Corn is an impressive crop to grow, particularly in an urban or suburban environment, as it’s such an unexpected sight to see outside of rural farm country. You can grow corn for eating, or the multicolored varieties for Fall decorating, or popcorn varieties that are harvested after they have dried on the stalk. Not all at once, however, as different varieties need at least 100 yards between them to avoid cross-pollination.
Arugula, otherwise known as Rocket or Salad Rocket, is a tangy addition to green salads and cold pasta dishes. It is a cool season crop that will bolt with too much heat; however, do not be dismayed if your arugula bolts – while the leaves will be too bitter to eat, the edible flowers will make a colorful and flavorful addition to your dishes.
Also called Lamb’s Lettuce, Mache or Rapunzel, this cold-hardy green helps make it possible to enjoy salad year-round. The flavor is quite mild.
A beautiful and tasty annual herb with an ugly name, borage is also a low-maintenance herb. Perfect for those would-be gardeners with the proverbial brown thumb. You have to really try to kill this herb off. So, why not give it a try?
A salad isn’t a salad without cucumbers, in our opinion. Thin-sliced, skin-on. There are a number of varieties to choose from, depending on the space you have available and the purpose for which you are growing your cucumbers. After all, pickles are simply puckered up cucumbers.
This post refers to common cabbage that you would put in coleslaw, rather than Chinese Cabbage – which we will cover soon! There are so many cabbage varieties, it’s difficult to know where to begin. The varieties you choose to grow will depend on when you want to harvest them – because cabbage can be harvested year-round.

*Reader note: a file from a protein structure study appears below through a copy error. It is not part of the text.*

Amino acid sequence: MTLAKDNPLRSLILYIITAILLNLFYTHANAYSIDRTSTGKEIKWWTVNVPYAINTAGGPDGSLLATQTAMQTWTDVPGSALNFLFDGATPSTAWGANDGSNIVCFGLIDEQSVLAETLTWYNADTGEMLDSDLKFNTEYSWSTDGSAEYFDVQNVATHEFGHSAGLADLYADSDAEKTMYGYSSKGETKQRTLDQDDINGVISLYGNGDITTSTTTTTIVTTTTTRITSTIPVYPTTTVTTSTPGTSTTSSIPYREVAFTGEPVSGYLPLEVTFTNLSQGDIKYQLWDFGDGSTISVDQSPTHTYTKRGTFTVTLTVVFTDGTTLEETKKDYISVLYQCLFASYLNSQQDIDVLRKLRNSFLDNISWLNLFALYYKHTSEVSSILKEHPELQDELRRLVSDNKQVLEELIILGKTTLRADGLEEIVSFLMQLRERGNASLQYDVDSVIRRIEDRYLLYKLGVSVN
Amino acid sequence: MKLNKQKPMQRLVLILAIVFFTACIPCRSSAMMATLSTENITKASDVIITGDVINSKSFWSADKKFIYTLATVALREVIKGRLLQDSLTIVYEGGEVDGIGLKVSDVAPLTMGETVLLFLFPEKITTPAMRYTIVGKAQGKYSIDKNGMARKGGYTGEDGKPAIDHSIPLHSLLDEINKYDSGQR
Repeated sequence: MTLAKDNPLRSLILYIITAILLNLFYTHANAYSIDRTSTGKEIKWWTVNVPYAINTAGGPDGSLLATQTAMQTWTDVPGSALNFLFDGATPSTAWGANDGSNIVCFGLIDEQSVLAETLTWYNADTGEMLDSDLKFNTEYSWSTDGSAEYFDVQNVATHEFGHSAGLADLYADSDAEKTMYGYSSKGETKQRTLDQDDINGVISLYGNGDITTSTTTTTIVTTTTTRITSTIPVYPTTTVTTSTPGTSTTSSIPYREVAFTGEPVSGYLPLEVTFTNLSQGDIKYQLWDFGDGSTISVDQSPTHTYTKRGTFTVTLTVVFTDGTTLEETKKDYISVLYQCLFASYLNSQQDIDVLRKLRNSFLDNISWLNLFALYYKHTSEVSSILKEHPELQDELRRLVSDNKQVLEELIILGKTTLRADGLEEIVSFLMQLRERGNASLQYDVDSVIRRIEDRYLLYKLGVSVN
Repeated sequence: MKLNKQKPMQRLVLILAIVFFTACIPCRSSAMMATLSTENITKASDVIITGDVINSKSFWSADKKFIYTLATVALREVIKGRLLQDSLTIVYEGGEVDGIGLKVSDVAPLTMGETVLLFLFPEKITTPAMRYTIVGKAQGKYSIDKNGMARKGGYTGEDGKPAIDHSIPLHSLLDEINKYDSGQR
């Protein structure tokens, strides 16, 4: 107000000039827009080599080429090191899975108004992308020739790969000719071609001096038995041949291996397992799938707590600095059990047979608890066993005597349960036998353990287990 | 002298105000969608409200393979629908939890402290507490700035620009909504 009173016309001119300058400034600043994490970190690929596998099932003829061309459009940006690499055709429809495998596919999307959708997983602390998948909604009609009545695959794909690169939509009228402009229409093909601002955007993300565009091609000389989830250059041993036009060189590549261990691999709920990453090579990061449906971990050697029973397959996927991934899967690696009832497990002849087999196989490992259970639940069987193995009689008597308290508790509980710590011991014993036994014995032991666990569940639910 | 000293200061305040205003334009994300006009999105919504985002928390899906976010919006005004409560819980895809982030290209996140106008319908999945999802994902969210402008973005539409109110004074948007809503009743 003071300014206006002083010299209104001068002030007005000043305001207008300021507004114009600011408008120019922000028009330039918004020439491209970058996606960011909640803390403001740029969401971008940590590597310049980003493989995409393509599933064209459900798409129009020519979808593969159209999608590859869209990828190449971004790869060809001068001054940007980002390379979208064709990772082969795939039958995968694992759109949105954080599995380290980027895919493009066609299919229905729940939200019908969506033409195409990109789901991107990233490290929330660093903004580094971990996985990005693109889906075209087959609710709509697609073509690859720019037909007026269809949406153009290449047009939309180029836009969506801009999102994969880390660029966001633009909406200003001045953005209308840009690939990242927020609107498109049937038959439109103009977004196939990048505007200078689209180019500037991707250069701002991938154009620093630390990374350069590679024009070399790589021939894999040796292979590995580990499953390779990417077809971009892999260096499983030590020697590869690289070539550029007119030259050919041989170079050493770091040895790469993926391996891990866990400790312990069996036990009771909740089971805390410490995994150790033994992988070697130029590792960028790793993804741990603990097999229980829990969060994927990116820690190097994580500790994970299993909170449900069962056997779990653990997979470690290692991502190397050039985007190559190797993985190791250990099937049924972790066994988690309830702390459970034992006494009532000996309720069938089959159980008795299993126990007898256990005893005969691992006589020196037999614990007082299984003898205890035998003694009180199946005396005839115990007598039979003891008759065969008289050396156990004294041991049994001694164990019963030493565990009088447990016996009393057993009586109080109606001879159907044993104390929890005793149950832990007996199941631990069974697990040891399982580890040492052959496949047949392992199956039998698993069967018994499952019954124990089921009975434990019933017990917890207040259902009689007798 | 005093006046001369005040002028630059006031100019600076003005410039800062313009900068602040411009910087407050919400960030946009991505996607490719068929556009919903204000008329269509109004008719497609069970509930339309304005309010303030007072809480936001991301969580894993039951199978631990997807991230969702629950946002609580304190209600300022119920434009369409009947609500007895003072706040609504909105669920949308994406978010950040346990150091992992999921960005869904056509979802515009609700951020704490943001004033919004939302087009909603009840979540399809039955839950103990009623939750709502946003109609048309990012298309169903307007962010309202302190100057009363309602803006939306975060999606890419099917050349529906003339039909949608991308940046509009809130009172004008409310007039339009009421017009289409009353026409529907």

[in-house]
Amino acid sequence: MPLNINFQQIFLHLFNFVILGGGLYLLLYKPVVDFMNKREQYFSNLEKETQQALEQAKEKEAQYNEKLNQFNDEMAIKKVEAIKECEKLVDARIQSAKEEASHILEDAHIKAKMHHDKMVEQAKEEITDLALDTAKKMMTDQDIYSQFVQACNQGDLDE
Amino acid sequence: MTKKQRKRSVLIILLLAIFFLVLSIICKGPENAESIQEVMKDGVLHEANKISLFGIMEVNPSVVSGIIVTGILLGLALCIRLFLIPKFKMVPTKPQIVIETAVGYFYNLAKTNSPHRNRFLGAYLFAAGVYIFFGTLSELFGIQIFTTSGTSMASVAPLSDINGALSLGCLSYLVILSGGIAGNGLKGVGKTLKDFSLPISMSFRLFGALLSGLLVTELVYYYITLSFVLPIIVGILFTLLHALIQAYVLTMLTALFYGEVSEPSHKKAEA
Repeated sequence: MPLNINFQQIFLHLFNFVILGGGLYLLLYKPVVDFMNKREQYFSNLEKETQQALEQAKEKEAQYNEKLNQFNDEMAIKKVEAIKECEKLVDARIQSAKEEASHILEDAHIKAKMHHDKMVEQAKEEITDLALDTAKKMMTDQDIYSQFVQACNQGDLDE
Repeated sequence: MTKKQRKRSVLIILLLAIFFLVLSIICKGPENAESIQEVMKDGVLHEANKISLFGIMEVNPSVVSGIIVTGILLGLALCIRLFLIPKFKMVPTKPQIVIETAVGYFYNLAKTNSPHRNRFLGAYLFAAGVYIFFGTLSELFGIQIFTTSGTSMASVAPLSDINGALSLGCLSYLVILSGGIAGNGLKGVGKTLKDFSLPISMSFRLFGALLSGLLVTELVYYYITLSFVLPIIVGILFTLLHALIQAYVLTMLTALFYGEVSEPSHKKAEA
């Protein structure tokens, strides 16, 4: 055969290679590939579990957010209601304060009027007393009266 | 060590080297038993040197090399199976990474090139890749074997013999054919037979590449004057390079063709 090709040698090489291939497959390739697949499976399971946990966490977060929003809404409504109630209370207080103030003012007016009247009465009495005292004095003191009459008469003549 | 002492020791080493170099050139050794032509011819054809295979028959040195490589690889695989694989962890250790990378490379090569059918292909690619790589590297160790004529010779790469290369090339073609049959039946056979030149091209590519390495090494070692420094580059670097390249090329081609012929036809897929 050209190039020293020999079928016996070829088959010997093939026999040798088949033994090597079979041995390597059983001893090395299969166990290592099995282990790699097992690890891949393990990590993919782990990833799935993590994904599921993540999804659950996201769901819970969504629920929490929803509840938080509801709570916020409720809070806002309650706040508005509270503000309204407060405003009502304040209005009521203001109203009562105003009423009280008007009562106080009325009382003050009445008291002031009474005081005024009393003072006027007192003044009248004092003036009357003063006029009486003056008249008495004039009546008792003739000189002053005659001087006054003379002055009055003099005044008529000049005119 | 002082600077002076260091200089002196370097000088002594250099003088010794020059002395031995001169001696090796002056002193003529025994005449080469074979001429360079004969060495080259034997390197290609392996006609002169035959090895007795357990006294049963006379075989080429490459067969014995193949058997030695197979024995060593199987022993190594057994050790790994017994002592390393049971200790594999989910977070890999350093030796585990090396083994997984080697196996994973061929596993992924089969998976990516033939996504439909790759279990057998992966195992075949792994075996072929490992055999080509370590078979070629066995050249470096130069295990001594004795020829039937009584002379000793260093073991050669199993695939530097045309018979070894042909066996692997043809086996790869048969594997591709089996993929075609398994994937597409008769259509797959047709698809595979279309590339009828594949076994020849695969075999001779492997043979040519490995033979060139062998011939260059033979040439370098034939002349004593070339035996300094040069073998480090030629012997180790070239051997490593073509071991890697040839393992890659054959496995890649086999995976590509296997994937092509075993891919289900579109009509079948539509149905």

Leaf beet (or Perpetual spinach), Rainbow chard, Ruby chard, Seakale beet, Spinach beet, Swiss chard…’tis all a variation of the same vegetable, a close relative to the beet. It is a sturdy, savory green that tastes equally delicious raw in salads as it does wilted as a side dish – or baked into a particularly delicious strata dish involving eggs, cheese, sausage, and bread.
Apricot propagation, like that of apples, is done by grafting different varieties onto specific rootstocks that will determine how they grow. Apricots are susceptible to brown rot, canker, and silver leaf diseases. Do not attempt to grow apricot trees from seed; instead purchase young, healthy, disease-resistant varieties from a reputable nursery to transplant into your garden.
Basil is an annual herb that is widely used in Mediterranean cuisine – you would be hard-pressed to find a pasta sauce that doesn’t have basil in it. Not to mention it is one of the staple ingredients in pesto (the others being garlic, olive oil, and pinons or walnuts).